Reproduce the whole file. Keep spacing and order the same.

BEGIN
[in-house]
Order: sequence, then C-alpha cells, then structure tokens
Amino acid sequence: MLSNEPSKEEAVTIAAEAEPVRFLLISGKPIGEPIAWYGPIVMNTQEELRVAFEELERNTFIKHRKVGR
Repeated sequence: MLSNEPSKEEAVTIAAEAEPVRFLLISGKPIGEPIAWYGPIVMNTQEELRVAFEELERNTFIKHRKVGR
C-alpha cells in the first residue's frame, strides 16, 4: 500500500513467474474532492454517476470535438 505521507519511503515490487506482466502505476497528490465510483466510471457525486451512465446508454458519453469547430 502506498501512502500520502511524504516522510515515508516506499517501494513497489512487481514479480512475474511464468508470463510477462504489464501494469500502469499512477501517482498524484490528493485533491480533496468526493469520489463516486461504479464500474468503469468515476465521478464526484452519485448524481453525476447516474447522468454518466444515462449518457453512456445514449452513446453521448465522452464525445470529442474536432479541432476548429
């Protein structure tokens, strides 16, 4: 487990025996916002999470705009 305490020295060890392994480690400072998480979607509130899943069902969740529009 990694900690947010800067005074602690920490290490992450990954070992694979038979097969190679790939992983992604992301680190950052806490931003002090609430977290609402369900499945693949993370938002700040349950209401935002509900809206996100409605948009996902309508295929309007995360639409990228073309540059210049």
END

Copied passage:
[in-house]
Order: sequence, then C-alpha cells, then structure tokens
Amino acid sequence: MLSNEPSKEEAVTIAAEAEPVRFLLISGKPIGEPIAWYGPIVMNTQEELRVAFEELERNTFIKHRKVGR
Repeated sequence: MLSNEPSKEEAVTIAAEAEPVRFLLISGKPIGEPIAWYGPIVMNTQEELRVAFEELERNTFIKHRKVGR
C-alpha cells in the first residue's frame, strides 16, 4: 500500500513467474474532492454517476470535438 505521507519511503515490487506482466502505476497528490465510483466510471457525486451512465446508454458519453469547430 502506498501512502500520502511524504516522510515515508516506499517501494513497489512487481514479480512475474511464468508470463510477462504489464501494469500502469499512477501517482498524484490528493485533491480533496468526493469520489463516486461504479464500474468503469468515476465521478464526484452519485448524481453525476447516474447522468454518466444515462449518457453512456445514449452513446453521448465522452464525445470529442474536432479541432476548429
């Protein structure tokens, strides 16, 4: 487990025996916002999470705009 305490020295060890392994480690400072998480979607509130899943069902969740529009 990694900690947010800067005074602690920490290490992450990954070992694979038979097969190679790939992983992604992301680190950052806490931003002090609430977290609402369900499945693949993370938002700040349950209401935002509900809206996100409605948009996902309508295929309007995360639409990228073309540059210049």